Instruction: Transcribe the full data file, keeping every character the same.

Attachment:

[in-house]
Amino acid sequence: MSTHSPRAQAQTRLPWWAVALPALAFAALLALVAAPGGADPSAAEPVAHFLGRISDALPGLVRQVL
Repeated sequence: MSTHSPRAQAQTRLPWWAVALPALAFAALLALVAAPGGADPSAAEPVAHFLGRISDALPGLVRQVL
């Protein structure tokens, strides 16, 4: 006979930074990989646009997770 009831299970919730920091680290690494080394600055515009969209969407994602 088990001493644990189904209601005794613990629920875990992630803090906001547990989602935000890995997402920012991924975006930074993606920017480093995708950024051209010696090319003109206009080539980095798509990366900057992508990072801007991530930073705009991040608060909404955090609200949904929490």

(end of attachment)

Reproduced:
[in-house]
Amino acid sequence: MSTHSPRAQAQTRLPWWAVALPALAFAALLALVAAPGGADPSAAEPVAHFLGRISDALPGLVRQVL
Repeated sequence: MSTHSPRAQAQTRLPWWAVALPALAFAALLALVAAPGGADPSAAEPVAHFLGRISDALPGLVRQVL
């Protein structure tokens, strides 16, 4: 006979930074990989646009997770 009831299970919730920091680290690494080394600055515009969209969407994602 088990001493644990189904209601005794613990629920875990992630803090906001547990989602935000890995997402920012991924975006930074993606920017480093995708950024051209010696090319003109206009080539980095798509990366900057992508990072801007991530930073705009991040608060909404955090609200949904929490």